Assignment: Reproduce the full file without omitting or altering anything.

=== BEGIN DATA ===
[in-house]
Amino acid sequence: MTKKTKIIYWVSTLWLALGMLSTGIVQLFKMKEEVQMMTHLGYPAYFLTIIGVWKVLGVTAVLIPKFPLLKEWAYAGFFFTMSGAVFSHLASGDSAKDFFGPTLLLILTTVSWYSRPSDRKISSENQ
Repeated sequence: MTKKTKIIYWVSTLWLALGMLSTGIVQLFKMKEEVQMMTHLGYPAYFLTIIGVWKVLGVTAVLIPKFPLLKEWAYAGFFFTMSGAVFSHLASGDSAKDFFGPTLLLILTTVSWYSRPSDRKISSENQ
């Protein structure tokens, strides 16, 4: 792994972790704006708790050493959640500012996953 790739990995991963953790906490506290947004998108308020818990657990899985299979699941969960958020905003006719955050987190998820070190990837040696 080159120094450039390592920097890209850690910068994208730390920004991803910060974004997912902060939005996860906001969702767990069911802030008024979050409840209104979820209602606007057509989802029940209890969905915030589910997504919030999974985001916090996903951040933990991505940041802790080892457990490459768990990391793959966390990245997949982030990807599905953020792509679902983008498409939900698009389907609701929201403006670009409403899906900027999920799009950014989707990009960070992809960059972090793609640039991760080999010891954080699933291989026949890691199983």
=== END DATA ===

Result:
[in-house]
Amino acid sequence: MTKKTKIIYWVSTLWLALGMLSTGIVQLFKMKEEVQMMTHLGYPAYFLTIIGVWKVLGVTAVLIPKFPLLKEWAYAGFFFTMSGAVFSHLASGDSAKDFFGPTLLLILTTVSWYSRPSDRKISSENQ
Repeated sequence: MTKKTKIIYWVSTLWLALGMLSTGIVQLFKMKEEVQMMTHLGYPAYFLTIIGVWKVLGVTAVLIPKFPLLKEWAYAGFFFTMSGAVFSHLASGDSAKDFFGPTLLLILTTVSWYSRPSDRKISSENQ
């Protein structure tokens, strides 16, 4: 792994972790704006708790050493959640500012996953 790739990995991963953790906490506290947004998108308020818990657990899985299979699941969960958020905003006719955050987190998820070190990837040696 080159120094450039390592920097890209850690910068994208730390920004991803910060974004997912902060939005996860906001969702767990069911802030008024979050409840209104979820209602606007057509989802029940209890969905915030589910997504919030999974985001916090996903951040933990991505940041802790080892457990490459768990990391793959966390990245997949982030990807599905953020792509679902983008498409939900698009389907609701929201403006670009409403899906900027999920799009950014989707990009960070992809960059972090793609640039991760080999010891954080699933291989026949890691199983």